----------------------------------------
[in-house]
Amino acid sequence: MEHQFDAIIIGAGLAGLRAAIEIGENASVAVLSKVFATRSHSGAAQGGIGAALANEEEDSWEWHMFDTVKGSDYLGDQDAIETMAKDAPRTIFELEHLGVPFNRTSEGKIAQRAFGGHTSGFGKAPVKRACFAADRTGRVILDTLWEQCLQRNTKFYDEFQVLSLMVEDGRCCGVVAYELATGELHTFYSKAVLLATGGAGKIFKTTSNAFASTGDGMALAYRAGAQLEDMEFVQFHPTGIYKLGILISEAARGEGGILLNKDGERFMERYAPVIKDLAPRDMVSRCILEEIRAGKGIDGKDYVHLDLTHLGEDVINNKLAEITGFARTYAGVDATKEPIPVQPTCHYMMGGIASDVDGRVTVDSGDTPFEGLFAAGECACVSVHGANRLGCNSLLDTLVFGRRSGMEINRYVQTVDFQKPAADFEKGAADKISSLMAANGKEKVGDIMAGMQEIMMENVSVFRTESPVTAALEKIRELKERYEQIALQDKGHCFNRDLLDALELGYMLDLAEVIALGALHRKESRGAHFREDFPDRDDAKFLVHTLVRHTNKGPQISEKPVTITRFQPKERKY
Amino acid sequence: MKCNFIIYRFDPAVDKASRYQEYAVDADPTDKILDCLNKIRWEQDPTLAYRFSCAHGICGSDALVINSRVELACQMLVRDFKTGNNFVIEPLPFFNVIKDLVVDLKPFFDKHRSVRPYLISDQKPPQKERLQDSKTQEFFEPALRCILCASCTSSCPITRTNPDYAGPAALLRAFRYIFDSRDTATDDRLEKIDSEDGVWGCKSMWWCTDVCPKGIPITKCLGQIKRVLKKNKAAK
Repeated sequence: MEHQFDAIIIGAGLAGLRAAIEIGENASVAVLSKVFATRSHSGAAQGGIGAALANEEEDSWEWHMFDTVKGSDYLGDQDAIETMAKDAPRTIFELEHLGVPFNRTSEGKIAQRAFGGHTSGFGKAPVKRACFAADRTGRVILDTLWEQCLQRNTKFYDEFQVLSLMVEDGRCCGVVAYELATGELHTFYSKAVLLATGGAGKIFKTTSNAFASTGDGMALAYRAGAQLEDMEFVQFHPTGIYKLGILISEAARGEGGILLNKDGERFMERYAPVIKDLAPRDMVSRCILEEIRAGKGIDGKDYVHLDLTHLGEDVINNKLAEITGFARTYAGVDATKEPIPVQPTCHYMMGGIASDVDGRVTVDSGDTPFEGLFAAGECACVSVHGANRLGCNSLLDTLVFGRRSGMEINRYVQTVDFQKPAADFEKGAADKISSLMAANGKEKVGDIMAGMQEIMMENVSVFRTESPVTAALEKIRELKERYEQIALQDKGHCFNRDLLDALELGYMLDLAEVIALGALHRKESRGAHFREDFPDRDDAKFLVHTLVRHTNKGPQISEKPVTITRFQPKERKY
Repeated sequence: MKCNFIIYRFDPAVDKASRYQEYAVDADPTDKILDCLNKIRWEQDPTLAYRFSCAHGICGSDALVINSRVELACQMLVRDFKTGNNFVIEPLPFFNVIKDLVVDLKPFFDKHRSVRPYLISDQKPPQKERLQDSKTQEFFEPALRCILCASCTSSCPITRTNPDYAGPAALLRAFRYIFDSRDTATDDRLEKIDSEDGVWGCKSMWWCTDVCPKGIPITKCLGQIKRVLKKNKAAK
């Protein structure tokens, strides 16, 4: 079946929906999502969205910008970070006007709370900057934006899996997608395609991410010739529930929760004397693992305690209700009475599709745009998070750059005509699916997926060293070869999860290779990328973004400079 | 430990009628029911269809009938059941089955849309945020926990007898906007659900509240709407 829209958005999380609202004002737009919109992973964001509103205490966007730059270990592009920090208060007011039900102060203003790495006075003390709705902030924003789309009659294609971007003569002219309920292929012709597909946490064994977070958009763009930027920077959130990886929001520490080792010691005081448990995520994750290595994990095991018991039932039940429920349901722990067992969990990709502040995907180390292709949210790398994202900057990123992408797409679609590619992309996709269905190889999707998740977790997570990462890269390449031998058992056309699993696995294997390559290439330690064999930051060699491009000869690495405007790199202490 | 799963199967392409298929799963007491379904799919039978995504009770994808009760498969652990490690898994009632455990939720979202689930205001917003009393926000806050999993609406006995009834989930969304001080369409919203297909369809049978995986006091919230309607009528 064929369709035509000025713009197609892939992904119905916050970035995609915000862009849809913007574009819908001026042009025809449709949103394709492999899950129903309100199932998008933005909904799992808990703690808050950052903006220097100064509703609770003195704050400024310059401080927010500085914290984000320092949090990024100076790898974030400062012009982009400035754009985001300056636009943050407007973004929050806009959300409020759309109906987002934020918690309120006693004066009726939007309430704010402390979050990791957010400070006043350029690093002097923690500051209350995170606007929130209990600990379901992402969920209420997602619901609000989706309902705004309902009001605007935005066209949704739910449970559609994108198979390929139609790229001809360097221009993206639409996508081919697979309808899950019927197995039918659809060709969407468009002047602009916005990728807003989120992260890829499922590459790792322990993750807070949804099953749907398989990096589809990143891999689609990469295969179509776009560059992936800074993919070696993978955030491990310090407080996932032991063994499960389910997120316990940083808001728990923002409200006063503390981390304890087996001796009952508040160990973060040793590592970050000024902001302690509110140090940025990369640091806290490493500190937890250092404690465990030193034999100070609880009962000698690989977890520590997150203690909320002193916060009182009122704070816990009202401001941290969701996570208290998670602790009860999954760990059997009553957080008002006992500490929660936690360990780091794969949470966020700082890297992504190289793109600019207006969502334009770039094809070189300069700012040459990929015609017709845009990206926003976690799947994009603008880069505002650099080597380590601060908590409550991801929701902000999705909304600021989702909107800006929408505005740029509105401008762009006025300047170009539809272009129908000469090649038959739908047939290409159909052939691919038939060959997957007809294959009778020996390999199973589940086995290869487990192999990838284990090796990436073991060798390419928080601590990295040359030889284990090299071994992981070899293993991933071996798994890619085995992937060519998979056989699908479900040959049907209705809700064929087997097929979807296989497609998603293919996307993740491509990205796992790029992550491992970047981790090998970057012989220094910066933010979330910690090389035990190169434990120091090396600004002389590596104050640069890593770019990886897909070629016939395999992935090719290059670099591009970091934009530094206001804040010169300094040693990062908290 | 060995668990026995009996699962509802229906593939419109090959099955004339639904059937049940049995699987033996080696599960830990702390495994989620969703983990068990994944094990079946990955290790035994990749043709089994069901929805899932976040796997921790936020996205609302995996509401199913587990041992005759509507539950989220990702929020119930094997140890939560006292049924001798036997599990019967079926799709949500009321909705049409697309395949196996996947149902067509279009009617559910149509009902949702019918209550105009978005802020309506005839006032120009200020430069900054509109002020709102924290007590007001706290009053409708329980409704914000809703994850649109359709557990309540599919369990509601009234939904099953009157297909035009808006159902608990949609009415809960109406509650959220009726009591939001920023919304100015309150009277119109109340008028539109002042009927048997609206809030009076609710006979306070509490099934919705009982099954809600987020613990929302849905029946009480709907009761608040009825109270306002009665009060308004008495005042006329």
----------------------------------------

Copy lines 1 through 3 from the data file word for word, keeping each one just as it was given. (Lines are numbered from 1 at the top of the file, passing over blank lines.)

[in-house]
Amino acid sequence: MEHQFDAIIIGAGLAGLRAAIEIGENASVAVLSKVFATRSHSGAAQGGIGAALANEEEDSWEWHMFDTVKGSDYLGDQDAIETMAKDAPRTIFELEHLGVPFNRTSEGKIAQRAFGGHTSGFGKAPVKRACFAADRTGRVILDTLWEQCLQRNTKFYDEFQVLSLMVEDGRCCGVVAYELATGELHTFYSKAVLLATGGAGKIFKTTSNAFASTGDGMALAYRAGAQLEDMEFVQFHPTGIYKLGILISEAARGEGGILLNKDGERFMERYAPVIKDLAPRDMVSRCILEEIRAGKGIDGKDYVHLDLTHLGEDVINNKLAEITGFARTYAGVDATKEPIPVQPTCHYMMGGIASDVDGRVTVDSGDTPFEGLFAAGECACVSVHGANRLGCNSLLDTLVFGRRSGMEINRYVQTVDFQKPAADFEKGAADKISSLMAANGKEKVGDIMAGMQEIMMENVSVFRTESPVTAALEKIRELKERYEQIALQDKGHCFNRDLLDALELGYMLDLAEVIALGALHRKESRGAHFREDFPDRDDAKFLVHTLVRHTNKGPQISEKPVTITRFQPKERKY
Amino acid sequence: MKCNFIIYRFDPAVDKASRYQEYAVDADPTDKILDCLNKIRWEQDPTLAYRFSCAHGICGSDALVINSRVELACQMLVRDFKTGNNFVIEPLPFFNVIKDLVVDLKPFFDKHRSVRPYLISDQKPPQKERLQDSKTQEFFEPALRCILCASCTSSCPITRTNPDYAGPAALLRAFRYIFDSRDTATDDRLEKIDSEDGVWGCKSMWWCTDVCPKGIPITKCLGQIKRVLKKNKAAK